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In this chapter you will: List the methods whereby a contractual obligation may be discharged Define voluntary disablement Discuss the concept of anticipatory breach Understand what is meant by tendering performance Differentiate between a material and a minor breach Define mutual rescission Explain the concept of impossibility of performance Exemplify frustration of purpose Understand which contracts are divisible contracts Discuss the effect of discharge on the parties to the agreement
Excuse of conditions Impossibility of Performance performance Breach of contract Supervening illegality Agreement of the Death or destruction parties of the subject matter or parties Frustration of purpose
If the condition fails to occur, the performance does not come into play; conversely, a condition subsequent can terminate the obligation to perform. Situations in which the condition itself discharges the contractual obligation: ◦ Performance prevented ◦ Voluntary disablement ◦ Insolvency ◦ Anticipatory breach
The simplest method of being excused from contractual obligations is to perform these obligations
To breach a contract means to break one’s obligation made under the agreement. If a party to a contract breaches, the other side, the innocent party, has an immediate cause of action.
The parties to a contract are always free to rearrange their contractual agreements by mutual assent. As long as both parties agree to a change in the performances, the parties may be discharged from their original obligation without any negative consequences.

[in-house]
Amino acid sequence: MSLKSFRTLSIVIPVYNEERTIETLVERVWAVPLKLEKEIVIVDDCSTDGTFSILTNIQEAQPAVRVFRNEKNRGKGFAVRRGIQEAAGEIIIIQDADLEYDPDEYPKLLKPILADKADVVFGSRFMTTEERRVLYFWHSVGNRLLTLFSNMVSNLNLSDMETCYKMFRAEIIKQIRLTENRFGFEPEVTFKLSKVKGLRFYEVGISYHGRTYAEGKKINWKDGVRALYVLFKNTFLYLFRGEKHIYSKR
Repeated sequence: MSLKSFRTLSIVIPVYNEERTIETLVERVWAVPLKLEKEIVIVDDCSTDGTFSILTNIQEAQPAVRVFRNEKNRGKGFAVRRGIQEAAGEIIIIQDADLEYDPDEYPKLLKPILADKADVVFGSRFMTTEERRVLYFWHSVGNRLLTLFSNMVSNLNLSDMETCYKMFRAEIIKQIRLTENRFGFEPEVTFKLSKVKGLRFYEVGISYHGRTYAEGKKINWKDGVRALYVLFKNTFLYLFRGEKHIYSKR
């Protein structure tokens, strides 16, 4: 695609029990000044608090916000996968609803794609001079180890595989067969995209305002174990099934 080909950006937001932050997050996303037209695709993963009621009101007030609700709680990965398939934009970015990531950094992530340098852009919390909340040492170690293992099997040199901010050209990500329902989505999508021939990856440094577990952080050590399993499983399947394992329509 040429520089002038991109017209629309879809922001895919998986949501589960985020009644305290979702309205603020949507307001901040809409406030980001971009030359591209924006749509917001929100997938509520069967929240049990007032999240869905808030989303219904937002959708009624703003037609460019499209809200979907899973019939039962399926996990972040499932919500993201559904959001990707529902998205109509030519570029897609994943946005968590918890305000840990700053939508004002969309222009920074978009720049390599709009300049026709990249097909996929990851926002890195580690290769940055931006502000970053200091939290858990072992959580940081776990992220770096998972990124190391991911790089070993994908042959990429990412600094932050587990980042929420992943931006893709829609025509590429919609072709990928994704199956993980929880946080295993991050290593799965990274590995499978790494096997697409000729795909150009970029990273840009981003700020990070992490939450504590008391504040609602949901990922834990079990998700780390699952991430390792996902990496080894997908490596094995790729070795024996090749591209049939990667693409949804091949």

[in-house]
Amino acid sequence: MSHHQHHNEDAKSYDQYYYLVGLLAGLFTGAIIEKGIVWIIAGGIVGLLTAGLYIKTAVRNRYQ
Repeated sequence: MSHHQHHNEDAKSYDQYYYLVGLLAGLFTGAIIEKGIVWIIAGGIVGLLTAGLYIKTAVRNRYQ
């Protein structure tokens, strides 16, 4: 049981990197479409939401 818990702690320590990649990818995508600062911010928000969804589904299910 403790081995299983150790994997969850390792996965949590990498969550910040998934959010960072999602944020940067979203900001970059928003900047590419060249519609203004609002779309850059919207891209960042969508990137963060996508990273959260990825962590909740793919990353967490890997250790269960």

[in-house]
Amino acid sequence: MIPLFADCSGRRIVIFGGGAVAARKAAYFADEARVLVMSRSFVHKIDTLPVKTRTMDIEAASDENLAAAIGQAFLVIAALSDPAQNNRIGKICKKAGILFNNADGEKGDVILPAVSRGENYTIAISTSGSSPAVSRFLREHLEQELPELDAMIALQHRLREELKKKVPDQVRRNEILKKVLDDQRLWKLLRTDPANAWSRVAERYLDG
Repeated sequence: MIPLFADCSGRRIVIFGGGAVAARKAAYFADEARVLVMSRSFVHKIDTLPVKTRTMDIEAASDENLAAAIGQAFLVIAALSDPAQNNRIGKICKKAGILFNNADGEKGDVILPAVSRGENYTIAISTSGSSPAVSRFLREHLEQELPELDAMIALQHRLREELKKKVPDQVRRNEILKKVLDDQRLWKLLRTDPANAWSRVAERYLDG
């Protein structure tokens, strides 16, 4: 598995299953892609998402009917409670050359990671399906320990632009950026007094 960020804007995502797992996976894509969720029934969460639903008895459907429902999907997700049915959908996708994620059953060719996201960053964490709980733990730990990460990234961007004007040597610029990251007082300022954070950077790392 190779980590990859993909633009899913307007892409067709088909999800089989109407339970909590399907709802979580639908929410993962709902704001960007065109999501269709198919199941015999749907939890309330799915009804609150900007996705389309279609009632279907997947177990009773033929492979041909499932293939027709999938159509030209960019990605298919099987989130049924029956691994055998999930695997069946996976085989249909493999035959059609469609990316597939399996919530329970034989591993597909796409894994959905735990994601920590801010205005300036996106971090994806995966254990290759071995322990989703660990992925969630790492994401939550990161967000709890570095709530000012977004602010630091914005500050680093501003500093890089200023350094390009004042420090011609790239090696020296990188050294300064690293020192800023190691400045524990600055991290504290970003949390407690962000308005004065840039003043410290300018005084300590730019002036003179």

Under certain circumstances a contracting party’s performance may become impossible to fulfill through no fault of his own. The law feels it would be unfair and unjust to hold the person responsible to a contractual obligation that could not possibly be met.
A supervening illegality will discharge contractual obligations because, since the inception of the contractual arrangement, the purpose for which the contract was created has become illegal. The law will not permit persons to engage in illegal activities, and therefore the parties are deemed discharged from their contractual duties.
If the subject matter of the contract is destroyed, obviously the contract cannot be fulfilled. This is true provided that the object in question is unique and is not destroyed by an act of one of the parties Death is self-evident; a person cannot be expected to perform from the grave.
Probably the least common method of discharge, but the most interesting, is frustration of purpose. Frustration of purpose occurs when the contract, on its face, is both valid and apparently capable of performance, but the underlying reason for the agreement no longer exists. This reason is not specified in the contract itself but is discernible by the circumstances surrounding the contract’s creation.